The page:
Carpal tunnel release is used to reduce pressure on the nerves that cause pain and weakness in the affected hand.
If you have been diagnosed with carpal tunnel syndrome and conservative measures have not provided you with sufficient relief, your physician may recommend surgery. If this is the case, you will most likely undergo carpal tunnel release.
What Is Carpal Tunnel Release?
Carpal tunnel release, also known as carpal tunnel surgery or carpal tunnel decompression surgery, is a surgical procedure that is used to relieve pain, weakness, and other symptoms associated with carpal tunnel syndrome. In this condition, the narrow tunnel that contains the median nerve that runs through the wrist and leads to the hand is compressed. Tendons and the median nerve that run through this tunnel allow you to be able to curl your fingers, such as when making a fist or when you need to pick up or hold an object.
The wrist bone makes up a portion of this narrow tunnel. This tunnel is covered on the inside of the wrist by the carpal ligament that runs transversely just under the skin across the wrist. When you experience increased narrowing due to inflammation, such as from an injury, any swelling, no matter how minimal, can put pressure on the nerves.
When the nerves are compressed, or pinched, it can lead to pain, numbness, tingling, or even weakness in the hand. With a carpal tunnel release, the carpal ligament is cut to reduce pressure by creating a wider opening in the carpal tunnel for the median nerve and ligaments to run through without impingement.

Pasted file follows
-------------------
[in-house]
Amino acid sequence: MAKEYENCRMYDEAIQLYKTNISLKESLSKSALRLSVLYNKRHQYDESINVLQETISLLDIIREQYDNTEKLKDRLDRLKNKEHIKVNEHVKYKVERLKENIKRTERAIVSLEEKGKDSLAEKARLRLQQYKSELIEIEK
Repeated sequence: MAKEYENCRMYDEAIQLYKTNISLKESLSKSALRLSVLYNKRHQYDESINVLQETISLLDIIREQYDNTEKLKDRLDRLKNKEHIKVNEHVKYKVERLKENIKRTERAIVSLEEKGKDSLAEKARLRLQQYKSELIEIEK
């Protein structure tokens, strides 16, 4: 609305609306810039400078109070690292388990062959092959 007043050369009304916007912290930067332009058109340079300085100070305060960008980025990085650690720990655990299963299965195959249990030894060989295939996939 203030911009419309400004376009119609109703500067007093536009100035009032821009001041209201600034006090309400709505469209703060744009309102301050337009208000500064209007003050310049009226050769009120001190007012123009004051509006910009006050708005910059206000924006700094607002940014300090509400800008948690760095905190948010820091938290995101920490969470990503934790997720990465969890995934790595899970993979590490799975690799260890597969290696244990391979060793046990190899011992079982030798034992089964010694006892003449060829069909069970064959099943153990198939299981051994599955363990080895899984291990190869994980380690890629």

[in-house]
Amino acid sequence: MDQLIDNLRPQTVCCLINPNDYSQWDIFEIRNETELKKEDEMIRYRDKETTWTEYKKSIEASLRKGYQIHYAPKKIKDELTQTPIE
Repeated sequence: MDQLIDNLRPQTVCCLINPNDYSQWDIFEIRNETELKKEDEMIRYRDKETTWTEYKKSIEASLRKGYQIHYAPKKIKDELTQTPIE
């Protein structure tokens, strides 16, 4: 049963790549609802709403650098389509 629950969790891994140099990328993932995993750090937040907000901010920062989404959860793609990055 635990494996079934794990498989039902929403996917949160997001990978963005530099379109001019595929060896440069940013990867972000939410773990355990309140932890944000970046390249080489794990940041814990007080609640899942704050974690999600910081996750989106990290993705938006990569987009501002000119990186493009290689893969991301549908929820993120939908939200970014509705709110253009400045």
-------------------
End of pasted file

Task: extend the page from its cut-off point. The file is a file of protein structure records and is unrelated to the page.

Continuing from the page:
Who Is a Good Candidate for This Surgery?
Anyone who is diagnosed with carpal tunnel syndrome may receive a recommendation to have the carpal tunnel release surgery performed. However, a good majority of physicians prefer to try more conservative measures to reduce symptoms. If these more conservative measures do not provide sufficient relief, if a nerve test determines increasing damage or weakness, or if you experience symptoms for a certain length of time, your physician will most likely recommend surgical intervention by way of carpal tunnel release.
What Happens During Carpal Tunnel Release?
Decompression of the median nerve in the carpal tunnel is typically done as an outpatient procedure. You may receive some type of medication so that you can relax. You will also receive local anesthesia to ensure that you do not feel pain during the procedure. In some instances, your physician may recommend general anesthesia, but this is less common. In a typical surgery, the surgeon will make an incision in your skin to expose the carpal ligament, where an incision will be made to release the pressure and expand the carpal tunnel. With endoscopic surgery, a smaller incision is made and a camera is inserted so that the surgeon can see what is going on during the procedure. In some cases, excess tissue may also be removed. The region will be sutured closed to allow the healing process to begin.